Artist Charlotte Mei takes a leap into girly manga – Features

Potter, illustrator, painter, animator; it’s always been hard to pin down Charlotte Mei.

Regardless of discipline, the London artist has long been charming audiences with her pastel tones and kawaii faces. She’s also long discussed her love for all things sequential, so much so you might be surprised to learn the multi-talent has only just made her first comic.

Pipette and Dudley’s Charming Dog Adventure is the name of the release, as included in the indie strip institution that is the ShortBox comics box. The latest venture from the UK publisher has already passed its Kickstarter goal, touting five never-before published comics which’ll no doubt be as treasured as past ShortBox releases.

“The story is basically one about friendship, and holding onto one another as we change and grow,” Charlotte writes me about Pipette and Dudley. “The main characters are a precocious teenage princess/influencer and her dog friend Dudley. Dudley is artistic and sensitive, and the book follows their relationship during a transitional time in their lives.”

“As a painter/illustrator and ‘comic liker’,” Charlotte continues, “I’ve always wanted to try my hand at something more long-form and narrative.

“I grew up on cartoons, and some of the first ‘art’ I distinctly remember doing is Pokémon, Sonic, and Ecco the Dolphin fan art. I drew them on printer paper and brought them to school to show my friends, who were like ‘OK.. Cool’. Girly manga and anime is kind of my guilty pleasure, so I had an idea for a while that I wanted to create my own.

“When ShortBox reached out to me, I felt like it was time to make it happen! Working with Zainab Akhtar who runs ShortBox has been a great experience. From the beginning she has trusted me and allowed my instincts as a creator. It didn’t surprise me that the Kickstarter blew up and was immediately funded; it’s testament to Zainab’s natural capacity for curation and finding great talent.”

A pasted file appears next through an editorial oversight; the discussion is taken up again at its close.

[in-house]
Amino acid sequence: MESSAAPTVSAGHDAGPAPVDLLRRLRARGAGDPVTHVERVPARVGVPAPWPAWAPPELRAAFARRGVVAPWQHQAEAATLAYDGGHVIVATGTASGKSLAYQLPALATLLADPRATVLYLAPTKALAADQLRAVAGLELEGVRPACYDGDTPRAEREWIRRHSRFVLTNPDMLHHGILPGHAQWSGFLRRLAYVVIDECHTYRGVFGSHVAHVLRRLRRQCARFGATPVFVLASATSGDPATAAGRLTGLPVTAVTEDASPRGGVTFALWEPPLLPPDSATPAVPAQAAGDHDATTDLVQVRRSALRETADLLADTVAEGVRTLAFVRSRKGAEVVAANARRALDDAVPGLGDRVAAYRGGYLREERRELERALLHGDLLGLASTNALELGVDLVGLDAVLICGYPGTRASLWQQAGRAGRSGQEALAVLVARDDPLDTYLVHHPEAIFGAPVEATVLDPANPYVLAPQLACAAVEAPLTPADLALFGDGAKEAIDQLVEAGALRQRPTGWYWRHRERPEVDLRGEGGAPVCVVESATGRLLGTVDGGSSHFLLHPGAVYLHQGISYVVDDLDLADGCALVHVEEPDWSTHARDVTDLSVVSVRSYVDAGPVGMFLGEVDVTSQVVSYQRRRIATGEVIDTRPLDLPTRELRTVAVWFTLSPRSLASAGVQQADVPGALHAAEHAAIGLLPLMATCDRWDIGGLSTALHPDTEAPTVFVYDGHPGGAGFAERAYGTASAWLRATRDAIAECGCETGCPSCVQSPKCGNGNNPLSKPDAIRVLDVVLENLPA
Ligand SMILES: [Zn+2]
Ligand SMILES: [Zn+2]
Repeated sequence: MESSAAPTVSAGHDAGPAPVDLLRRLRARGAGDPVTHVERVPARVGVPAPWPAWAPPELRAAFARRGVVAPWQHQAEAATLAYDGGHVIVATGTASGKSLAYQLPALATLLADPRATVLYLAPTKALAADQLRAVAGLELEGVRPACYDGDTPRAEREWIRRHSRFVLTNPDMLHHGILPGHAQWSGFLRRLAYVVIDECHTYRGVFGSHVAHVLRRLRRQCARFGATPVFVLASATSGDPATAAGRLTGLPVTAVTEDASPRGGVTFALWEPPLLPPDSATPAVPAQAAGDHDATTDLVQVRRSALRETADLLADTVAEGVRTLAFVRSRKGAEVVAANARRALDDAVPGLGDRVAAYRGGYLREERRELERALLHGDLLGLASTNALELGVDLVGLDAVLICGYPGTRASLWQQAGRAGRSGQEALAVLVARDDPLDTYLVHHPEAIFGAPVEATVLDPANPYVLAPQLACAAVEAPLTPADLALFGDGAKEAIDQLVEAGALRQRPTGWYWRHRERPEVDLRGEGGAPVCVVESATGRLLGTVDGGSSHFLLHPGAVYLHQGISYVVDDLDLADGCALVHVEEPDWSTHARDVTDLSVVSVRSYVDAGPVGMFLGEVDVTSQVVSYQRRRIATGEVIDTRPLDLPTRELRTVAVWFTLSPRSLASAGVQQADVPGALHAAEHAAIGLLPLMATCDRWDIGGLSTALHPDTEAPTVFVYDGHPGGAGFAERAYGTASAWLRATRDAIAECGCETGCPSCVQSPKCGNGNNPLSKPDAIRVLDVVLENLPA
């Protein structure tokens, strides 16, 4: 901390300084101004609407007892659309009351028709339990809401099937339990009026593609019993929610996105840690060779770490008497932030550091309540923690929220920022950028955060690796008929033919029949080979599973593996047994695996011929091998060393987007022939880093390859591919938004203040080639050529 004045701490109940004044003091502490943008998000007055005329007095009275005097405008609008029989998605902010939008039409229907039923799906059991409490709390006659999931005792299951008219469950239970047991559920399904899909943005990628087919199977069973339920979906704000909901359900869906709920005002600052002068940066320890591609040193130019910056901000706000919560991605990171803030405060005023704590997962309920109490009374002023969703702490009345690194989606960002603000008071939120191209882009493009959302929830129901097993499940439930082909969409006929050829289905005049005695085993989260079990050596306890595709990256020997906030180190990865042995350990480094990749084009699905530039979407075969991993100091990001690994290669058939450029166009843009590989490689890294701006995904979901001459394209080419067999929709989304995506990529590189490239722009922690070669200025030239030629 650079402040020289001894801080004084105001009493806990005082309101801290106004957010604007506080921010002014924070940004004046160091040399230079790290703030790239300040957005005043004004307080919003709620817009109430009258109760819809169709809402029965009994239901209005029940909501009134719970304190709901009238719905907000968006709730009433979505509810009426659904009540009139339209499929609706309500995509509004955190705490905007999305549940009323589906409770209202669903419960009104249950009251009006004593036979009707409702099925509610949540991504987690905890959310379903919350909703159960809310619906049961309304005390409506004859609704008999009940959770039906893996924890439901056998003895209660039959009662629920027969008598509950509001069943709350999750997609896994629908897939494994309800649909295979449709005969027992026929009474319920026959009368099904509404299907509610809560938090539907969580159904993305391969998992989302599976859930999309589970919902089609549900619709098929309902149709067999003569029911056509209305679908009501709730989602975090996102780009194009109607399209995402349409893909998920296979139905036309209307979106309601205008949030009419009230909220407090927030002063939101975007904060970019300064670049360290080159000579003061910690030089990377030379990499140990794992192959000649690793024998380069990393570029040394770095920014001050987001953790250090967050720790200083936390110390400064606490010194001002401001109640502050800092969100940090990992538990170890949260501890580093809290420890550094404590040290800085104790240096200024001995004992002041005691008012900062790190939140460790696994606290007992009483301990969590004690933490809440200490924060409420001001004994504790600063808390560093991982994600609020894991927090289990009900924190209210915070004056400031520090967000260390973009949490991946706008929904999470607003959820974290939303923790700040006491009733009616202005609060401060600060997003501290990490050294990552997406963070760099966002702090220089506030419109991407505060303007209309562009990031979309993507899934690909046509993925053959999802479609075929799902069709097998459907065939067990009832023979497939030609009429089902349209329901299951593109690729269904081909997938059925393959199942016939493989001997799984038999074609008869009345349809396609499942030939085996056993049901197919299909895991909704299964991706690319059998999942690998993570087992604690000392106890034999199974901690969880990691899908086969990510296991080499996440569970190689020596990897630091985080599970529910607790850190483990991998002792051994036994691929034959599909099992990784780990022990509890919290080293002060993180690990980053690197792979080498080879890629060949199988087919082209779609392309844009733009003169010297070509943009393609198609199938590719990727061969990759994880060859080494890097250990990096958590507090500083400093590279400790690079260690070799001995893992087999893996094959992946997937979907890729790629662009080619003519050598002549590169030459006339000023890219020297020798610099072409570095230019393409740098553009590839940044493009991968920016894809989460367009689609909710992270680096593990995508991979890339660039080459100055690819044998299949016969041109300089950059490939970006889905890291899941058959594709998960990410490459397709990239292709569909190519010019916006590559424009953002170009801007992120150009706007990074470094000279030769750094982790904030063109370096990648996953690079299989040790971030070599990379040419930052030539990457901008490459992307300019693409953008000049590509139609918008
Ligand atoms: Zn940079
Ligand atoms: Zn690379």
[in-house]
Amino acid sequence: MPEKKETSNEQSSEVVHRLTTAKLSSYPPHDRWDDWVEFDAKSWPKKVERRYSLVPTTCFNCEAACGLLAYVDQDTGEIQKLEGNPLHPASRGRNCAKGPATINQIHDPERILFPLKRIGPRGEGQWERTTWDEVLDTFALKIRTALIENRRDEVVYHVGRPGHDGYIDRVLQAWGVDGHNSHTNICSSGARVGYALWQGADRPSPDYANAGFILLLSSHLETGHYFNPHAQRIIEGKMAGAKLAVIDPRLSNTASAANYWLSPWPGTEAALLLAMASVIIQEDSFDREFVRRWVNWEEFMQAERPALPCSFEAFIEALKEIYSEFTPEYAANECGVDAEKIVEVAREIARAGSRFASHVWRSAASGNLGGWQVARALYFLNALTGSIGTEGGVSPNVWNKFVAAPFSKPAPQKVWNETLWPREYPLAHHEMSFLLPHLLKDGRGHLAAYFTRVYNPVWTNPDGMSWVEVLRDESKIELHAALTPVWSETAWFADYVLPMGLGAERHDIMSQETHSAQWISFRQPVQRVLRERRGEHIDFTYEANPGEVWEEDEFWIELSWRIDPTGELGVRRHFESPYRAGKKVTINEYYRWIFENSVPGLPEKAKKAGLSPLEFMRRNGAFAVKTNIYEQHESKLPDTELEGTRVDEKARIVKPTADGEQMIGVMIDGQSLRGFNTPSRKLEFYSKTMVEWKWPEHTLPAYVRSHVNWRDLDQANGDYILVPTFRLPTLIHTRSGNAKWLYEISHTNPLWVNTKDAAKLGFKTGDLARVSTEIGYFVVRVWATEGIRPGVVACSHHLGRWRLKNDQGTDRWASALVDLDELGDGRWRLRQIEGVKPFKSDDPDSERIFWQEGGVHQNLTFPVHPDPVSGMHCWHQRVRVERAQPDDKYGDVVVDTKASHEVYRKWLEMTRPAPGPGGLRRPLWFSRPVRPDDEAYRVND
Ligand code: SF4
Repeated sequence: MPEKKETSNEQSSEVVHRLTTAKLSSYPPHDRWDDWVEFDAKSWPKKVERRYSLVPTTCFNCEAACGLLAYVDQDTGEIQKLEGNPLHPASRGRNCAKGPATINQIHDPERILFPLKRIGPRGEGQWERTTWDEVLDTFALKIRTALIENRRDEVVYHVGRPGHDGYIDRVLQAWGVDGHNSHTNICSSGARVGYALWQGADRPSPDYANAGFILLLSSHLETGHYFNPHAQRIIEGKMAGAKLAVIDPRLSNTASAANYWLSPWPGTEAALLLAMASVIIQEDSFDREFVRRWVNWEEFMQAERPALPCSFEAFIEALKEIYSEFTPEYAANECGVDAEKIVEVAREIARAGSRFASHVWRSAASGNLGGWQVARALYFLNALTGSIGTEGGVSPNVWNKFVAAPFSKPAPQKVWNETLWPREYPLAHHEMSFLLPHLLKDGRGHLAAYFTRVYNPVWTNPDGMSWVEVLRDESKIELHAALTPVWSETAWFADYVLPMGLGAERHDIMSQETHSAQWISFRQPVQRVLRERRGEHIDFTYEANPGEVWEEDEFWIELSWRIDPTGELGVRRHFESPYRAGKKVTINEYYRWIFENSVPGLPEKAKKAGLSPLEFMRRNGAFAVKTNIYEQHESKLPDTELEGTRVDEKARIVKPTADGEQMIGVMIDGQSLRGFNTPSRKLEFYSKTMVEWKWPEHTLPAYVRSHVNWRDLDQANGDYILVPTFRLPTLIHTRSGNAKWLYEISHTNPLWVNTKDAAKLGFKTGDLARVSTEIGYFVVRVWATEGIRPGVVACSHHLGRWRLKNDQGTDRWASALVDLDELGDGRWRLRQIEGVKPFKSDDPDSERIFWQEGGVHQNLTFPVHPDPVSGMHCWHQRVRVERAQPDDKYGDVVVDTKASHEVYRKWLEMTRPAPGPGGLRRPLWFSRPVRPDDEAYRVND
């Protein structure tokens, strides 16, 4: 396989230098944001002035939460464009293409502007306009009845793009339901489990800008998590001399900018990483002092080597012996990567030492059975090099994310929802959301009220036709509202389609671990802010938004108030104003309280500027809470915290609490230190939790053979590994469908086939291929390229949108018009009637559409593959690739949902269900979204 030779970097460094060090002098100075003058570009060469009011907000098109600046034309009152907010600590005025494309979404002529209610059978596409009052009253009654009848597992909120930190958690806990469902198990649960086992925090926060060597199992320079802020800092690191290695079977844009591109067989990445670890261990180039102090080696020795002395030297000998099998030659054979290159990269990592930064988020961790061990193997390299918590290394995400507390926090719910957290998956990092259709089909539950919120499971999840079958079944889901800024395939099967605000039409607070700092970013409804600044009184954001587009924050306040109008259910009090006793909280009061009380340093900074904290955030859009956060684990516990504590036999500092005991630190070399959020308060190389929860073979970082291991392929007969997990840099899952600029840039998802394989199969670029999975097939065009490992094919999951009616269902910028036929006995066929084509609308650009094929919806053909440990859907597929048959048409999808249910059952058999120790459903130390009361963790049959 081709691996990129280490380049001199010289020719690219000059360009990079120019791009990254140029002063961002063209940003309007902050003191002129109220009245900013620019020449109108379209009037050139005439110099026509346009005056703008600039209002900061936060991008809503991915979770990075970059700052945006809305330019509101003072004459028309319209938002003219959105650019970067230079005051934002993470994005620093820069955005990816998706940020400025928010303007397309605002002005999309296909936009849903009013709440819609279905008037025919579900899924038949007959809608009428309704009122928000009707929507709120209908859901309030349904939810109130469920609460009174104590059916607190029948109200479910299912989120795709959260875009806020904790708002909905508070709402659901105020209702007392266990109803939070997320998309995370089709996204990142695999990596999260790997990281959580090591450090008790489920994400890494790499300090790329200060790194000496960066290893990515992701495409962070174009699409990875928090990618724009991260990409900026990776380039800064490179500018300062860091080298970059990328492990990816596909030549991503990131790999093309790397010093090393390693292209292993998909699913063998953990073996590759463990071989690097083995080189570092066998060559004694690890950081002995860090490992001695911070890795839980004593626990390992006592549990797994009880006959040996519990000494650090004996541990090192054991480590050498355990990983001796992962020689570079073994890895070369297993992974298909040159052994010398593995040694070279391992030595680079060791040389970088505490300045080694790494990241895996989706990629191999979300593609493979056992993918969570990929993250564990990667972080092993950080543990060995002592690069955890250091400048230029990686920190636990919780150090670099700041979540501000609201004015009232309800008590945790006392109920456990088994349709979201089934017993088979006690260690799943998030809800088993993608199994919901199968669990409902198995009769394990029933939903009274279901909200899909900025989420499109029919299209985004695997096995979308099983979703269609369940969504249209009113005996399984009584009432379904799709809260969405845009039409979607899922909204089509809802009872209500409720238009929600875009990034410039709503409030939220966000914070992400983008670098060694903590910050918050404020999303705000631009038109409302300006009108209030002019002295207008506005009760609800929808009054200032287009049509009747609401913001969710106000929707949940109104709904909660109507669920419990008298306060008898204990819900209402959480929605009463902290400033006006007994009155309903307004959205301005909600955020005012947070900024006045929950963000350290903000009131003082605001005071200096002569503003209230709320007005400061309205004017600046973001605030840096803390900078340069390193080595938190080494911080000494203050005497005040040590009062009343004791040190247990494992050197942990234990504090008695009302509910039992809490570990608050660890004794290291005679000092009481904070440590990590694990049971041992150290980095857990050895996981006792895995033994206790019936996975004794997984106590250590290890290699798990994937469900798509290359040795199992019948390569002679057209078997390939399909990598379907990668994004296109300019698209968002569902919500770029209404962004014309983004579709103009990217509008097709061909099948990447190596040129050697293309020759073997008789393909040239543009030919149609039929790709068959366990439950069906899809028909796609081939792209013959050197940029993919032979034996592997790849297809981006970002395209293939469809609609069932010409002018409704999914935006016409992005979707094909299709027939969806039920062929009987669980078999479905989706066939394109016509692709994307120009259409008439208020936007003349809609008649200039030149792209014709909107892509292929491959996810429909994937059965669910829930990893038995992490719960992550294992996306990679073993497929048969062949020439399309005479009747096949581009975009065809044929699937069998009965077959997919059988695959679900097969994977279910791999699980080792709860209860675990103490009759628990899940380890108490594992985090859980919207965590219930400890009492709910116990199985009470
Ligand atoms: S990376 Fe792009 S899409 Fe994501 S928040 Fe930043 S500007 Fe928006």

Flower boys and colour

I learn Charlotte’s approach as a painter was fundamental to the creation of Pipette and Dudley.

“The book is mostly painted; I knew from the start that it would be full-colour, as colour is a huge part of my practice and one that I feel can subtly guide you emotionally when experiencing a comic or piece of visual art in general.”

Charlotte also tells me the book was influenced by teen-girl targeted shojo manga she grew up with like Boys Over Flowers and Chibi Maruko-chan. There’s also a splash of Pokémon in there through the relationship between Pipette and Dudley, much like Satoshi and his beloved Pikachu.

These are all Japanese creations, of course, and we touch upon Charlotte’s time in Japan as spent almost one decade ago.

“I took part in an exchange programme on a manga course in 2011. The time I spent there radically changed the way I approached illustration,” she reveals.

“The visual material I was exposed to had a lightness that I hadn’t really seen before in the UK illustration scene (I was no expert of course, just a second-year art student at the time). But it connected two worlds which in my head had so far been separate: firstly, my perspective as an illustration student, and what I considered professional illustration, and secondly the visual world, comics and anime I had loved growing up.

“Suddenly the magic of a beautiful animation or video game, and character design that seemed lighthearted with a sophisticated simplicity, the things I intrinsically liked without any academic justification, all seemed relevant and connected.

“I returned to my work with a new energy and honesty.”

Almost ten years later, the result is Pipette and Dudley’s Charming Dog Adventure; grab it while you can from Kickstarter.

Related: It’s raining cats and dogs with these Korean illustrators

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